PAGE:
Why some fish leave their embryos in a really hot spot

(Credit: Ocean Exploration Trust)

Certain deep-sea fish seem to use volcanic heat from hydrothermal vents to accelerate the development of their embryos. This behavior hasn’t been seen before in marine animals.

The fish, deep-sea skates—cartilaginous fish related to rays and sharks—have some of the longest egg incubation times, estimated to last more than four years.

“Hydrothermal vents are extreme environments, and most animals that live there are highly evolved to live in this environment,” says Charles Fisher, professor of biology at Penn State and an author of the paper in Scientific Reports. “This study is one of the few that demonstrates a direct link between the vent environment and animals that live most of their life elsewhere.”

Among the least explored and unique ecosystems, deep-sea hydrothermal fields are regions on the sea floor where hot water emerges after being heated in the ocean crust. In their study, a team of researchers used a remotely operated underwater vehicle (ROV) to survey in and around an active hydrothermal field located in the Galápagos archipelago, 28 miles north of Darwin Island.

“When we panned the camera down, we found something we did not expect: These giant egg cases, also known as mermaid purses.”

“The first place the ROV landed on the sea floor was on a ridge, in the plume of a nearby hydrothermal vent that we had specifically come to investigate—a black smoker,” says Fisher.

“When we panned the camera down, we found something we did not expect: These giant egg cases, also known as mermaid purses. And we found several layers of them, indicating that whatever was laying these eggs had been coming back to this spot for many years to lay them. As the dive progressed, we saw more and more of these egg cases and realized that this was not the result of a single animal, but rather a behavior shared by many individuals.”

The researchers found 157 egg cases in the area and collected four with the ROV’s robotic arm. DNA analysis revealed that the egg cases belonged to the skate species Bathyraja spinosissima, one of the deepest-living species of skates that is not typically thought to occur near the vents.

The majority—58 percent—of the observed egg cases were found within about 65 feet of the chimney-like black smokers, the hottest kind of hydrothermal vents, and over 89 percent had been laid in places where the water was hotter than average. The researchers believe that the warmer temperatures in the area could reduce the typically years-long incubation time of the eggs.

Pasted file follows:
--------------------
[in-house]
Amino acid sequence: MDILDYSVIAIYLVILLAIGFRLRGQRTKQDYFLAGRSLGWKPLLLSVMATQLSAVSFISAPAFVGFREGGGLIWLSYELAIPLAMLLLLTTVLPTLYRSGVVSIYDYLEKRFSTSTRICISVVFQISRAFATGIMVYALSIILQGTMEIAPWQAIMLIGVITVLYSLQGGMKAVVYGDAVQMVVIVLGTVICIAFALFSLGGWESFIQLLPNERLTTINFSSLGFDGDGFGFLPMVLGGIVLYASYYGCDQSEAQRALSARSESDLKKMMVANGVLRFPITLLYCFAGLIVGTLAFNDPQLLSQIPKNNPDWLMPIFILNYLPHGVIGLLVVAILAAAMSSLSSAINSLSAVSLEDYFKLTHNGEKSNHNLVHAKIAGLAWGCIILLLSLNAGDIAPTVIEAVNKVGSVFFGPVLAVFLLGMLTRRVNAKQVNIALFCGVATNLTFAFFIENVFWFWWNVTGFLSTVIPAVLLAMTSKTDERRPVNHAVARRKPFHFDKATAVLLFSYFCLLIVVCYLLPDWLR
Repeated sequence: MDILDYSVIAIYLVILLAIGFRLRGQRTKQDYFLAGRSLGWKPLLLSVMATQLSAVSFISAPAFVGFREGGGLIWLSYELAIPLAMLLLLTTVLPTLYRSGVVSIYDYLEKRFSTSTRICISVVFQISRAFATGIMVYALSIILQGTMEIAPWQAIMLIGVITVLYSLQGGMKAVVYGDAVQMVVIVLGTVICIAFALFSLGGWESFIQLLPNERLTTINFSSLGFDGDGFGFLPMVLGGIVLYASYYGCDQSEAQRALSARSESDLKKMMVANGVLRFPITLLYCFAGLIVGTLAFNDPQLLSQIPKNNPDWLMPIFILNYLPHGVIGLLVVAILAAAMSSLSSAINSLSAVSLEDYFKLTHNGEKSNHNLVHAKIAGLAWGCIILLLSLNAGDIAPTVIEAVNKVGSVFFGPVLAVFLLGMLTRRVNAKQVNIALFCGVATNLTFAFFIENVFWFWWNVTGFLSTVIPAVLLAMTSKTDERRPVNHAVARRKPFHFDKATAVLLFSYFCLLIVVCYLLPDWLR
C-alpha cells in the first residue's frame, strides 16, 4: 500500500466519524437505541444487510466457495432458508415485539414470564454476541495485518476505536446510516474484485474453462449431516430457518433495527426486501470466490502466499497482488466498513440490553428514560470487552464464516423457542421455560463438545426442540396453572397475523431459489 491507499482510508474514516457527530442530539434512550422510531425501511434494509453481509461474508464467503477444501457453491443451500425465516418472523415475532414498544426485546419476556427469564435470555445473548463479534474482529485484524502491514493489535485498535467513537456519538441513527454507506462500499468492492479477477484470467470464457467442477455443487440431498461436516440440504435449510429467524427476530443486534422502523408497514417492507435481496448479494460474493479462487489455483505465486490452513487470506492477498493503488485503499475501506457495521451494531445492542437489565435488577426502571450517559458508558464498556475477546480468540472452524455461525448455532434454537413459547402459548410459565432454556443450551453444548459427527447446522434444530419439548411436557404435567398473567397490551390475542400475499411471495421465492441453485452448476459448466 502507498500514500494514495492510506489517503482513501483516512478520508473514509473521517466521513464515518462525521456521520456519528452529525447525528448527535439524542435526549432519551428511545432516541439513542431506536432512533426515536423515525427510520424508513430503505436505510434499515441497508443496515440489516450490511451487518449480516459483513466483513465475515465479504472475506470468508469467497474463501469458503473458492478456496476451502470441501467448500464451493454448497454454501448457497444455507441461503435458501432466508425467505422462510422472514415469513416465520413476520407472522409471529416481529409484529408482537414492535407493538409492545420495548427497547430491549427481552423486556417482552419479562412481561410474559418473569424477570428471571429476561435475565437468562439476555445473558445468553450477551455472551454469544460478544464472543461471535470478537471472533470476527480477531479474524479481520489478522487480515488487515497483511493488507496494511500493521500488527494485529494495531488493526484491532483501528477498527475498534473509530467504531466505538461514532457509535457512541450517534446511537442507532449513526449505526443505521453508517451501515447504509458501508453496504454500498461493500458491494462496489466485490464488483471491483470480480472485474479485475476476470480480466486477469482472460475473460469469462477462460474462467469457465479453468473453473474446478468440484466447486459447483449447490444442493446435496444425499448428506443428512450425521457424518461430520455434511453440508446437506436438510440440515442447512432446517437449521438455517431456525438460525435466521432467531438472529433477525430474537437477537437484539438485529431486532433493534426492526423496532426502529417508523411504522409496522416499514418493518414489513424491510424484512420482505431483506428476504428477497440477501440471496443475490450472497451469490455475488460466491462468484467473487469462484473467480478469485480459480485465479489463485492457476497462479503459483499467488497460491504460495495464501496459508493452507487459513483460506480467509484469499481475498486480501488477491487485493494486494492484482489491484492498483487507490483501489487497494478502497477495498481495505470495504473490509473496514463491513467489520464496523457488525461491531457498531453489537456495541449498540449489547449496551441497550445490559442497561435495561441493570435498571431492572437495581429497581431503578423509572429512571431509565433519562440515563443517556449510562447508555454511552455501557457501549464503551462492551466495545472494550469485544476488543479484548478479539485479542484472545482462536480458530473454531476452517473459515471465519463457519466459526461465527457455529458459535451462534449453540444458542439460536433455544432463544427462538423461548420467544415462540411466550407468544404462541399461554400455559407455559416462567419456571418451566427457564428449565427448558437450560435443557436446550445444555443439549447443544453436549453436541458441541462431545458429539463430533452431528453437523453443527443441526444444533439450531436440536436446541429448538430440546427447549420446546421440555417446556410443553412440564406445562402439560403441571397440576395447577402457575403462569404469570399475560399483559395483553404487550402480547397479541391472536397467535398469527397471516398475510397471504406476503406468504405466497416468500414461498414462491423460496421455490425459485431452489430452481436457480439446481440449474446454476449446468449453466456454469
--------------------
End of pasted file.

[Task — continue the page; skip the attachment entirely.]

“The deep sea is full of surprises.”

While several species of reptiles and birds lay their eggs in locations that optimize soil temperatures, only two other groups of animals are known to use volcanically heated soils: the modern-day Polynesian megapode—a rare bird native to Tonga—and a group of nest-building neosauropod dinosaurs from the Cretaceous Period.

Because of their long lifespan and slow rate of development, deep-water skates may be particularly sensitive to threats to their environment, including fisheries expanding into deeper waters and sea-floor mining. Understanding the development and habitat of the skates is vital for developing effective conservation strategies for this poorly understood species.

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“The deep sea is full of surprises,” says Fisher. “I’ve made hundreds of dives, both in person and virtually, to deep sea hydrothermal vents and have never seen anything like this.”

In addition to Fisher, the research team includes investigators from the Charles Darwin Research Station in Ecuador and the National Geographic Society; Harvard University and the University of Rhode Island; the Moss Landing Marine Laboratories, California Academy of Sciences, and the South African Institute for Aquatic Biodiversity; Nova Southeastern University; and the University of Southampton, Waterfront Campus, and the National Oceanography Centre, both in the United Kingdom.

The National Oceanic and Atmospheric Administration (NOAA), the Helmsley Charitable Trust, and the Save Our Seas Foundation funded the work.

Source: Gail McCormick for Penn State